Our purpose is to preserve New Zealand's whitewater resources and enhance opportunities to enjoy them safely.

Conservation

Preservation of whitewater, threats to recreational amenity, wild and scenic rivers.

West Coast Whitewater Kayaking Survey 2010

The West Coast Whitewater Kayaking Survey 2010 is now live and Whitewater New Zealand encourages anyone who has paddled on the Coast to complete it. Andy England is doing the work as part of his Royal Society of New Zealand Teacher Fellowship. In brief:

  • Purely about whitewater kayaking/canoeing on the West Coast of NZ.
  • The biggest West Coast kayaking survey to date, designed to update the 1991-93 survey.
  • Will provide valuable data for decision making processes.
  • It’s online and will take you 20 mins if you haven’t done many rivers, up to an hour if you’ve done most West Coast rivers - you can leave it and come back to it
  • Live until 12 August.
  • Needs as many people as possible, so please complete the survey and encourage everyone else you know to participate.

CPW decision released by commissioners

[4 June] Commissioners have released their decision granting Central Plains Water consents for CPW to construct river intake structures and take water from the Rakaia and the Waimakariri. Following prolonged and exhaustive hearings, the consents have numerous conditions seeking to ensure safety of instream users, and to mitigate the effects of reduced flows on recreation. Update 23 June: Whitewater Canoe Club's Graeme Wilson summarises the impacts on kayakers arising from the conditions applied to the Central Plains Water resource consent.

Central Plains Water decision

Graeme Wilson summarises the impacts on kayakers arising from the conditions applied to the Central Plains Water resource consent for water from the Rakaia and Waikmakariri Rivers.

Conservation update: Canterbury WCOs and Mokihinui dam

Glenn Murdoch and Tony Ward-Holmes summarise the latest disastrous developments threatening whitewater including the undermining of Water Conservation Orders in Canterbury and the granting of consents for a dam on the Mokihinui River.

Whitewater NZ backs Hurunui moratorium

In the wake of the sacking of Environment Canterbury (ECAN) councillors and the dissolution of the Water Conservation Order for the Hurunui River Whitewater NZ has joined the North Canterbury Fish and Game Council, Forest and Bird and the Water Rights Trust to formally request that a moratorium be placed on water permits allowing the taking, use, damming and diverting of the Hurunui River. In particular, this would effectively place the Hurunui Water Project application to dam the Hurunui River and take water on hold.

Whitewater NZ, F&B, DOC appeal Mōkihinui dam

Whitewater NZ have submitted an appeal to the Environment Court over the consent granted to Meridian Energy for a dam on the Mōkihinui River. The appeal seeks that the consents are not granted due the complete loss of kayaking amenity with no mitigation. The scheme does not promote sustainable management (because no one is making new rivers). The appeal points out that there is no bond for ultimate removal of the dam, and that the dam is unnecessary due to the Dobson and Stockton schemes that have already received consents.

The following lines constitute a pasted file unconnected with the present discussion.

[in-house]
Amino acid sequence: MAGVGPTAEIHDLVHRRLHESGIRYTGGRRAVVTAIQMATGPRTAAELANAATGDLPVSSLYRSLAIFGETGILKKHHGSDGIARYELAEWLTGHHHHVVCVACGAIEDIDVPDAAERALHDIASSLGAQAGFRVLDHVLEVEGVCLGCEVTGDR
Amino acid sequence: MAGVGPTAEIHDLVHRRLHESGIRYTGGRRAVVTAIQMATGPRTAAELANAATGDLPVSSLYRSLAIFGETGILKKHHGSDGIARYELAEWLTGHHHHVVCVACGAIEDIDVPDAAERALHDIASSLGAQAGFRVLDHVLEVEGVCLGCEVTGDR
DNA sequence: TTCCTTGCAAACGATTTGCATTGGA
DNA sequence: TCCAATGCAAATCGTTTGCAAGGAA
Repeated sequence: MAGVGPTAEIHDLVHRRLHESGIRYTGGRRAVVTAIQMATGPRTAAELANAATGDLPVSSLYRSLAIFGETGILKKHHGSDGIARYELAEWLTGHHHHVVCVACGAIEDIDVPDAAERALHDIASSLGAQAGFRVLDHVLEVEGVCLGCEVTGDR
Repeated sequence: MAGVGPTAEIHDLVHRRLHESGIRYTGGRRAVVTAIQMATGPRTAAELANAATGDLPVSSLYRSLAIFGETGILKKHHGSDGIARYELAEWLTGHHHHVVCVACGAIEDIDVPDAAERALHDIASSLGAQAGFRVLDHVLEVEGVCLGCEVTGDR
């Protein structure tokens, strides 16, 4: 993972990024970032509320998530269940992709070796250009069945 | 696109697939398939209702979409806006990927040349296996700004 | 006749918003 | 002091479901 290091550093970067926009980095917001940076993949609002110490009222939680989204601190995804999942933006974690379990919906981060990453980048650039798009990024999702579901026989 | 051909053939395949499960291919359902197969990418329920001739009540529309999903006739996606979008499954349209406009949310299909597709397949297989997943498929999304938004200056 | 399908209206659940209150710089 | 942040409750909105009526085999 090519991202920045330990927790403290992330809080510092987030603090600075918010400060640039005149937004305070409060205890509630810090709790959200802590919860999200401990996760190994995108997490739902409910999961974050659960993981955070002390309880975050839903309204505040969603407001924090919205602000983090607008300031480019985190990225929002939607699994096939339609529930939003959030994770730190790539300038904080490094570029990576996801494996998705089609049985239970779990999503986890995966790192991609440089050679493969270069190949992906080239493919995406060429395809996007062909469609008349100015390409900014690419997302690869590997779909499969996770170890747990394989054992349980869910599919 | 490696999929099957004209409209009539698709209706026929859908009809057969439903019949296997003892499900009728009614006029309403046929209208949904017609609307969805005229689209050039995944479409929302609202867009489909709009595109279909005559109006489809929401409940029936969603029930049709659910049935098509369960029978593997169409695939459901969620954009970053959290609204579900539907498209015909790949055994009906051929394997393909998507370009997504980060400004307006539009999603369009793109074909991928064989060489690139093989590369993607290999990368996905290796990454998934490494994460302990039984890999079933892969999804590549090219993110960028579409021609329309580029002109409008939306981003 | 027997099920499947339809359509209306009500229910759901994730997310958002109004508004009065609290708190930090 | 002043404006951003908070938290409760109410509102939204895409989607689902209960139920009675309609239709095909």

Whitewater NZ dismayed by approval for Mokihinui dam

Whitewater NZ has today expressed dismay and outrage at the West Coast Regional Council’s decision to approve Meridian Energy’s Resource Consent Application to build a dam on the wild and scenic Mokihinui River, north of Westport.

Government torpedoes own flagship water reform group

EDS, Ecologic, Fish & Game, Whitewater NZ and Forest & Bird logos

Five leading environmental and outdoor recreation groups said today that the Government legislation on water conservation orders passed yesterday under urgency has sent a torpedo into the Government-backed national forum working on water management reform.

New legislation weakens Water Conservation Orders and paves the way for dams on the Hurunui River

This week, with the passing of the Environment Canterbury (Temporary Commissioners and Improved Water Management) Bill, the National Government has fundamentally undermined Water Conservation Orders in Canterbury, reneged on their environmental credentials and taken an unprecedented step towards allowing developers free access to the Hurunui River.

Since 1991 the Resource Management Act, through Water Conservation Orders, has provided a robust mechanism for ensuring that our most important rivers have been protected.

New legislation weakens Water Conservation Orders and paves the way for dams on the Hurunui River

The third reading of the Environment Canterbury (Temporary Commissioners and improved Water Management) Bill passed under urgency in Parliament tonight will have dramatic and serious consequences for Canterbury rivers. The move by the Government to hijack the proposed Water Conservation Order for the Hurunui River amounts to destroying Canterbury’s only remaining undammed lake – Lake Sumner – and the Hurunui River.

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